Screech-owls are small, common owls found throughout the United States. Although two different species, the Eastern and Western Screech-owls are so similar that the best way to identify them is often by their distinct calls. Easterns have a call that descends in pitch, while Westerns have a steady call that increases in tempo similar to a bouncing ping pong ball.
Sounds of the Eastern Screech-owl: https://www.youtube.com/watch?v=ogna0Xcqqns&t=31s
Listen for the descending call starting around :51
In many parts of the country it is easy to identify whether a Screech-owl is an Eastern or Western species by its location, as only one of the two species can be found living in the area. Here in Cody, however, we have an overlap of the two species. When “Monte” joined our program there was the question, Western or Eastern? Since captive birds often do not call out, we couldn’t use her call to determine which species Monte was. There is, however, one physical characteristic that can solve the riddle. The beak. As you look at Monte’s photo (above) you will see that her bill is greenish in color. Eastern Screech-owls have grey-olive green bills, while Western Screech-owls have grey to black bills. Notice the beak color of the Western Owl in the photo below.
In this blog I will address the Eastern Screech-owl, describing 7 interesting facts about their lifestyle.
1) There are two main color morphs (variants) of Eastern Screech-owls. A gray morph and a red morph. The two color variants, however, do interbreed, so it is not surprising if you see young of both color morphs in one nest. At times you will also see brown Screech-owls.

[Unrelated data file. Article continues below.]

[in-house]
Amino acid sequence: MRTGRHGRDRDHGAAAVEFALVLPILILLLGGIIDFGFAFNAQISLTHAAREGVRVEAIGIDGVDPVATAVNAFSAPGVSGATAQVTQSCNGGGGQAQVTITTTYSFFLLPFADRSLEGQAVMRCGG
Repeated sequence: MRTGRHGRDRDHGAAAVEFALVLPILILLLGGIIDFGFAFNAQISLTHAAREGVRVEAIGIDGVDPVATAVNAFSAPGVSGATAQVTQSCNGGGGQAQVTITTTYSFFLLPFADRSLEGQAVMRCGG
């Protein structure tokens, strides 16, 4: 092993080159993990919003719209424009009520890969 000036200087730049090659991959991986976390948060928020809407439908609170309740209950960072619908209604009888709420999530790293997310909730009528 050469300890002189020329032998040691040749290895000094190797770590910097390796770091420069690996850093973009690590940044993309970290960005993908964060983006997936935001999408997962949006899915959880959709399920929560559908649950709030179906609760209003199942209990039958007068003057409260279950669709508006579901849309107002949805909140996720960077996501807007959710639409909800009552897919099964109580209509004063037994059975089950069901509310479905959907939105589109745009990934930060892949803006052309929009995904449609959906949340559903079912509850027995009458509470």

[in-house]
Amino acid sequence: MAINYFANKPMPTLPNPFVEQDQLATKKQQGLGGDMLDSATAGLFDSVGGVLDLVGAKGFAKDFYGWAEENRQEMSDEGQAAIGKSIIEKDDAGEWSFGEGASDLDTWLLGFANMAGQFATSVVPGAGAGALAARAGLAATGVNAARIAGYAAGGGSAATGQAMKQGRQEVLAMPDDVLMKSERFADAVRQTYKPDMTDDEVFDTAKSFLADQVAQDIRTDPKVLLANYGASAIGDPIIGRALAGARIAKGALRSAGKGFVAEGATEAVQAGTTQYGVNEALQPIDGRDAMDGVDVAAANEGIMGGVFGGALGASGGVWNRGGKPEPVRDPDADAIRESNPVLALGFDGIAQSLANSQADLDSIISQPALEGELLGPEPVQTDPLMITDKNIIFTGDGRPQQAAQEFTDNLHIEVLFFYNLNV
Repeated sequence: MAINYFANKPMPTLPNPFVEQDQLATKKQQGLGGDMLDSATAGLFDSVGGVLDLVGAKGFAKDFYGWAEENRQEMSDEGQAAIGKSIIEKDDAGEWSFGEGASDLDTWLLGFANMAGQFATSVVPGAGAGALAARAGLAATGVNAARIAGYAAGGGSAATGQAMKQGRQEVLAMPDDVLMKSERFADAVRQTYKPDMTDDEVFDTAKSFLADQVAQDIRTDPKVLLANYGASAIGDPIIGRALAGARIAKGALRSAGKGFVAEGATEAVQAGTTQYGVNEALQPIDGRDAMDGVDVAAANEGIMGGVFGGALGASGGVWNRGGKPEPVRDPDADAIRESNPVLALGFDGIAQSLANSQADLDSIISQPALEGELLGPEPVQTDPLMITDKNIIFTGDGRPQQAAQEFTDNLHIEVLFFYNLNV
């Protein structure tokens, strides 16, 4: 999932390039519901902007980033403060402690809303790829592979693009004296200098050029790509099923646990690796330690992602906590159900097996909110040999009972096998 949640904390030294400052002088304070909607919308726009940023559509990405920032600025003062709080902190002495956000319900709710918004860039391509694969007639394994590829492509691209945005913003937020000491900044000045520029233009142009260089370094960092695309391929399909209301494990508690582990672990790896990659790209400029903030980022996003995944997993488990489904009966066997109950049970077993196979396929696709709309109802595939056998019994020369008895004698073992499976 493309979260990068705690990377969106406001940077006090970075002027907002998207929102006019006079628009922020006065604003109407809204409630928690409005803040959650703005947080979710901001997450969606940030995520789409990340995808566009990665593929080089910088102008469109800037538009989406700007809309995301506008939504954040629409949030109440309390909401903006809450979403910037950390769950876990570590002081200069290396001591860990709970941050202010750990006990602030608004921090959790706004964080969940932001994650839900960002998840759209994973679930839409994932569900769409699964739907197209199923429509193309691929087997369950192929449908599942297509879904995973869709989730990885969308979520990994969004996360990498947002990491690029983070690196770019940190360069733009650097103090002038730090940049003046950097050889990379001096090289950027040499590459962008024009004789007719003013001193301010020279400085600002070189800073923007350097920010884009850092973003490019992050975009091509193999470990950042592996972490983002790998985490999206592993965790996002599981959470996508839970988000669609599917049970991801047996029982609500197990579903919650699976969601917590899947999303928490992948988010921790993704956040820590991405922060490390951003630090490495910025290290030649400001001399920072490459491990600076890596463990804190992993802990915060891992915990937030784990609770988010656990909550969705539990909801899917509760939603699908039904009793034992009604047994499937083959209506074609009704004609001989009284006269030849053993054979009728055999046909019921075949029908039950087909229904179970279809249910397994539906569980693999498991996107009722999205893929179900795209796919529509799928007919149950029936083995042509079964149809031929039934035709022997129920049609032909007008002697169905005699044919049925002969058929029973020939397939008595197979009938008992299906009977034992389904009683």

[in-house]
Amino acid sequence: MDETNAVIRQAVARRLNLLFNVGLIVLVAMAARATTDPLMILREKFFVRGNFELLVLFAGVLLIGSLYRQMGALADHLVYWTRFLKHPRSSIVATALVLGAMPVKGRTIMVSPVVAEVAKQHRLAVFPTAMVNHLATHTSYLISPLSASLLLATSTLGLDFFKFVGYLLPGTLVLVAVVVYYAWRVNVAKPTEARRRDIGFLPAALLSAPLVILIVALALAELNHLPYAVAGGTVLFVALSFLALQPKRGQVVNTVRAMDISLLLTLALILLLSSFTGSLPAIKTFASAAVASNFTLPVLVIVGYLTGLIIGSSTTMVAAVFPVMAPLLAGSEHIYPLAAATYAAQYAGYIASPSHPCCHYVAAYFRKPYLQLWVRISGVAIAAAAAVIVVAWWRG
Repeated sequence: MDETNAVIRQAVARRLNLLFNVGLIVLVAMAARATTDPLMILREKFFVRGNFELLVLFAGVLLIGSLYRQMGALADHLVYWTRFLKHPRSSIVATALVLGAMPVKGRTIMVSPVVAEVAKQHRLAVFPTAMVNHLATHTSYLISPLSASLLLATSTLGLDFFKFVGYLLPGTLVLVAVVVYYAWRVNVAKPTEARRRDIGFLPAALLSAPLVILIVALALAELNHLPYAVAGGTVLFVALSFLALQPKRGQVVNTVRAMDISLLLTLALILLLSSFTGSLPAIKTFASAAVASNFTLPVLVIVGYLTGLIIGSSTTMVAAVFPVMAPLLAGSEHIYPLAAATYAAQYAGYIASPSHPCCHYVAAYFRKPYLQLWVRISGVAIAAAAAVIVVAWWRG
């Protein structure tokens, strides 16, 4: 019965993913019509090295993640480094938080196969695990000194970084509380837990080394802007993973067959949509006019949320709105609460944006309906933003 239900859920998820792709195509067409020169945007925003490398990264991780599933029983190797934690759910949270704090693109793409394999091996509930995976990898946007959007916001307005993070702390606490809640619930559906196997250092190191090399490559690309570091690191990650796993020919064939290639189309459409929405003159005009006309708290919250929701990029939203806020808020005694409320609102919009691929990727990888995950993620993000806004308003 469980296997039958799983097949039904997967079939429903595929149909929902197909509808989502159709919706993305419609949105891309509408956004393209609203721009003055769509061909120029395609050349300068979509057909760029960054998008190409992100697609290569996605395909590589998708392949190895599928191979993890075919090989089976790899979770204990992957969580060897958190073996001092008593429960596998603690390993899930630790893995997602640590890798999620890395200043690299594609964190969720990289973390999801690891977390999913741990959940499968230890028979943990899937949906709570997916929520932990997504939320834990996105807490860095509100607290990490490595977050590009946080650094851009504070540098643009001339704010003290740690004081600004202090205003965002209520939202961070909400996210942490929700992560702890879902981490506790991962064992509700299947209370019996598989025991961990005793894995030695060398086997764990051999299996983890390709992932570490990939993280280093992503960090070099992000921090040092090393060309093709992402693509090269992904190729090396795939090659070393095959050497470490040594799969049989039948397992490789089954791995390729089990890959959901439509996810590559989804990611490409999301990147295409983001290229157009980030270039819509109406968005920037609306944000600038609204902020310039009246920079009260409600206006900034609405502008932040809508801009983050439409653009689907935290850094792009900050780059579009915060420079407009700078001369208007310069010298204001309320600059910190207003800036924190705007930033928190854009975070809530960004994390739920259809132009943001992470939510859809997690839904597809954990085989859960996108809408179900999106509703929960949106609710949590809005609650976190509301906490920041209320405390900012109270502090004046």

2) When threatened, both the Eastern and Western Screech-owls will straighten and lengthen their bodies, pull their feathers in tightly, and remain absolutely still. This posture makes them look more like a branch and therefore it is more difficult for predators to spot them. As a last resort, if spotted, they will simply fly away.
3) Both the Western and Eastern Screech-owls are known to be opportunists, eating a large variety of prey items. These include various insects, crayfish, amphibians, reptiles, small birds, and small mammals – including bats. One type of small bird that Eastern Screech-owls commonly dine on are European Starlings. Despite this, Starlings regularly take over the nesting holes of the owls for raising their own chicks.
4) Eastern Screech-owls can live in almost any habitat, as long as trees are present for cover. They prefer an area without dense ground cover. This makes prey, such as mice, easier to spot. Tree cavities or nesting boxes are essential for nesting. This small owl may be found in both rural and urban areas such as forests, fields bordered by trees, or city parks with trees.
5) When chicks first venture away from their nest, they cannot fly. Instead, they will hop to the ground or a nearby branch (called branching). Once on the ground, they must use their feet and fluttering wings to arduously climb back up to the safety of their nesting hole. The young owls learn to fly and hunt gradually. They depend on their parents for 8 to 10 weeks after venturing away from the nest before they become completely independent.